Updated: Oct 12, 2022
Jamaican born Dr Harold Moody campaigned against racism in Edwardian Britain and provided free medical care to the poorer members of his local community before the establishment of NHS.
On the 1st September 2020, Google Doodle recognised Jamaican-born British doctor, racial equality campaigner, and founder of the U.K.'s first civil rights movement Dr. Harold Moody.
On this day (1st September) in 1904, Dr. Moody arrived in the U.K. from Jamaica to pursue his medical studies at King’s College London. Alongside his medical work, he dedicated his life to campaigning for racial equality and advocating against discrimination.
Harold Arundel Moody was born on October 8, 1882, in the Jamaican capital of Kingston. He received early exposure to the medical field while in secondary school through his work for his father’s pharmaceutical business. Determined to become a doctor, he left Jamaica in 1904 to study medicine in London.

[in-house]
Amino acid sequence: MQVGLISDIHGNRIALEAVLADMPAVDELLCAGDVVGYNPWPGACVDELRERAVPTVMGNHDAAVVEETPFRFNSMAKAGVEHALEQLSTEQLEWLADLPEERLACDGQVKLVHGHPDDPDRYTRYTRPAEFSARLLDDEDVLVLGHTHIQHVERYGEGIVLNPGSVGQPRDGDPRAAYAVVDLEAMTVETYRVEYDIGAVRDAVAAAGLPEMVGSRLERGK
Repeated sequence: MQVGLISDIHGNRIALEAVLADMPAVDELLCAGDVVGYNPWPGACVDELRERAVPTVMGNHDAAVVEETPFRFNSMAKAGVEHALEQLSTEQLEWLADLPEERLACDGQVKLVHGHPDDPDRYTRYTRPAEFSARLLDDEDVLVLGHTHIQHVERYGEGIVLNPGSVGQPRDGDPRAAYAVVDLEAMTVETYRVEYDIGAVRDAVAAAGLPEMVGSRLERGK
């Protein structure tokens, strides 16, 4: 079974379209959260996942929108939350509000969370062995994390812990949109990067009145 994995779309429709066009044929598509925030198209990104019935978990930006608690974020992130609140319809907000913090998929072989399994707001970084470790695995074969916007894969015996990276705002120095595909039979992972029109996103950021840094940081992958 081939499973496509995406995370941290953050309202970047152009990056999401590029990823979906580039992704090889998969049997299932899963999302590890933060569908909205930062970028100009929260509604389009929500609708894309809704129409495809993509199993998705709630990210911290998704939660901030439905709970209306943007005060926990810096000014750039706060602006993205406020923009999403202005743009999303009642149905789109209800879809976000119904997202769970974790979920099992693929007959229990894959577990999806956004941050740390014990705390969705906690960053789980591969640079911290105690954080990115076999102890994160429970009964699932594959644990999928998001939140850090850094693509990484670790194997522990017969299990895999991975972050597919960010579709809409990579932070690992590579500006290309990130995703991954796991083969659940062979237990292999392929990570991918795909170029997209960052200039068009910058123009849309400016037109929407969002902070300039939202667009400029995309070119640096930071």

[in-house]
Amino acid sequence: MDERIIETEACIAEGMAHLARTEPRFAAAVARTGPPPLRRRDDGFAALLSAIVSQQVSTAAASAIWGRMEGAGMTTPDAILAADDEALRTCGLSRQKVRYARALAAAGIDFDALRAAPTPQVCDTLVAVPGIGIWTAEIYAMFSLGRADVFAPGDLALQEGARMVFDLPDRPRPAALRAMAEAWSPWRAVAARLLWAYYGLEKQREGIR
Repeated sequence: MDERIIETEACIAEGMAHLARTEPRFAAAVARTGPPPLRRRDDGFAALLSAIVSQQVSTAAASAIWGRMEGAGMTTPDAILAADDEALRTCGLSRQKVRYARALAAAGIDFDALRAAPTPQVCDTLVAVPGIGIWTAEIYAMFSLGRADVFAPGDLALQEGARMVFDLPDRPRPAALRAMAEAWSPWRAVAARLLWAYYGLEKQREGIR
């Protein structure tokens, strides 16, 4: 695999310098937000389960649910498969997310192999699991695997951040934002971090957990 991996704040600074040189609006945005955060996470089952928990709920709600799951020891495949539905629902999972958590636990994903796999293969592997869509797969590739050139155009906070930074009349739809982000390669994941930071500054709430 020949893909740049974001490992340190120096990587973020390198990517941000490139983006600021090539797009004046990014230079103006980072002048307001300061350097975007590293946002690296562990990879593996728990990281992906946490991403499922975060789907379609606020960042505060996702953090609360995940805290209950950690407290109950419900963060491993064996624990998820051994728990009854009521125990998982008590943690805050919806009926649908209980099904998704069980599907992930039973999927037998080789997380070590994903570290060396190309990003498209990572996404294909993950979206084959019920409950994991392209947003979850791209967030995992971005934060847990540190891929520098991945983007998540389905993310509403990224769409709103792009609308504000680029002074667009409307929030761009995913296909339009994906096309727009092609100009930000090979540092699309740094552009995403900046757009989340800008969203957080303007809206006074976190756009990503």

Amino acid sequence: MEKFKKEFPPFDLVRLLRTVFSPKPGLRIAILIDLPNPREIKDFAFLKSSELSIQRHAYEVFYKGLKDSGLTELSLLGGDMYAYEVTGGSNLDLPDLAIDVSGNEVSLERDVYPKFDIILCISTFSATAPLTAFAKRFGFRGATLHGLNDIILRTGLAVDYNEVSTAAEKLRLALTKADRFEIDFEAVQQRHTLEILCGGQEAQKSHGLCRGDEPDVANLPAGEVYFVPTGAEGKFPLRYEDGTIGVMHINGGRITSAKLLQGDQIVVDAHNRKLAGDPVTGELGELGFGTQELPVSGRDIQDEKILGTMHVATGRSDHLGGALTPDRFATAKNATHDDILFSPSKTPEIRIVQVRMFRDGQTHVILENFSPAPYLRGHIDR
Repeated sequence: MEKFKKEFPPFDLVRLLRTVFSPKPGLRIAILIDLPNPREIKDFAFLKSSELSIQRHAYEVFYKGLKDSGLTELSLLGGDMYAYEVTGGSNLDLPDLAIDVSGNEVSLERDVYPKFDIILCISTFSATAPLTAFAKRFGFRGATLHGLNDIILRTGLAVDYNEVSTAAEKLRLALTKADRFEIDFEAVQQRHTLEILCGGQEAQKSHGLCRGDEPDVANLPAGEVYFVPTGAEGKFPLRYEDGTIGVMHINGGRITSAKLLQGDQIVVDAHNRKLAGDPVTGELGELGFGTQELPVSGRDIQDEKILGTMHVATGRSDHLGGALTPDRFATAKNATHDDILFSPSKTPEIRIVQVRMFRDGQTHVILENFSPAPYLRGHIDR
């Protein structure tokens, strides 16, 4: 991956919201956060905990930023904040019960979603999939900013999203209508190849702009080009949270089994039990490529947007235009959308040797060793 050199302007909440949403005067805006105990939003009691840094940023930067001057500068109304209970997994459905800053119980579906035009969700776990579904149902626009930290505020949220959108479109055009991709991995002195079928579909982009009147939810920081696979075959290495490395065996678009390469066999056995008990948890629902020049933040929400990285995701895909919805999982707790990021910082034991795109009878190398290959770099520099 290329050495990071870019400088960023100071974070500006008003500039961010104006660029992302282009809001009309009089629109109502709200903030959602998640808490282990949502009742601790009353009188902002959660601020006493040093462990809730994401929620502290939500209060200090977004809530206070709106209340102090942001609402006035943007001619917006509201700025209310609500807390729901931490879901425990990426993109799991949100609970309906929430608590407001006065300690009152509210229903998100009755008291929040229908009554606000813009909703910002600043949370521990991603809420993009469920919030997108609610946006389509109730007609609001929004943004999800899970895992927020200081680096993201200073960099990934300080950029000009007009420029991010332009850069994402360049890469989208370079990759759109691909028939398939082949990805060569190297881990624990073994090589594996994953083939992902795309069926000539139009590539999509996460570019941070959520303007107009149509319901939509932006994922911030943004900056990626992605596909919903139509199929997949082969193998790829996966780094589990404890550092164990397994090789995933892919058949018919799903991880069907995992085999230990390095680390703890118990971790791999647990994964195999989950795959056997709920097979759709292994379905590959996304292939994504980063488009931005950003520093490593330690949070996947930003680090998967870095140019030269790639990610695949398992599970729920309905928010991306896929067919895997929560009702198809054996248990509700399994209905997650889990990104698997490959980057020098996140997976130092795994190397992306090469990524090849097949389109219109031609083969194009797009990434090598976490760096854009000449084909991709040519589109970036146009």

Dr. Moody soon came face-to-face with rampant racism in Edwardian London. Even though he qualified to practice medicine, finished top of his class, and won numerous academic prizes, he was repeatedly refused work due to the color bar system that denied people opportunities based on race. Instead, he opened his own private medical practice in Peckham, South East London—the neighborhood that inspired the design of the buildings situated below Dr. Moody in today’s Doodle. The children depicted represent the countless impoverished youth Dr. Moody would treat free of charge, in a time before the U.K. had a National Health Service. In doing so, Dr. Moody earned a reputation as a compassionate humanitarian and philanthropist who would always help those in need.
Dr. Moody’s determination to improve the lives of those around him wasn’t limited to his medical practice—he simultaneously focused his attention on combating racial injustice as well. He founded the League of Coloured Peoples in 1931 with the mission to fight for racial equality both in the U.K. and around the world. The group pushed for change, at a government level, to combat discrimination in its many forms.
Thank you, Dr. Moody, for paving the way towards a more equal future.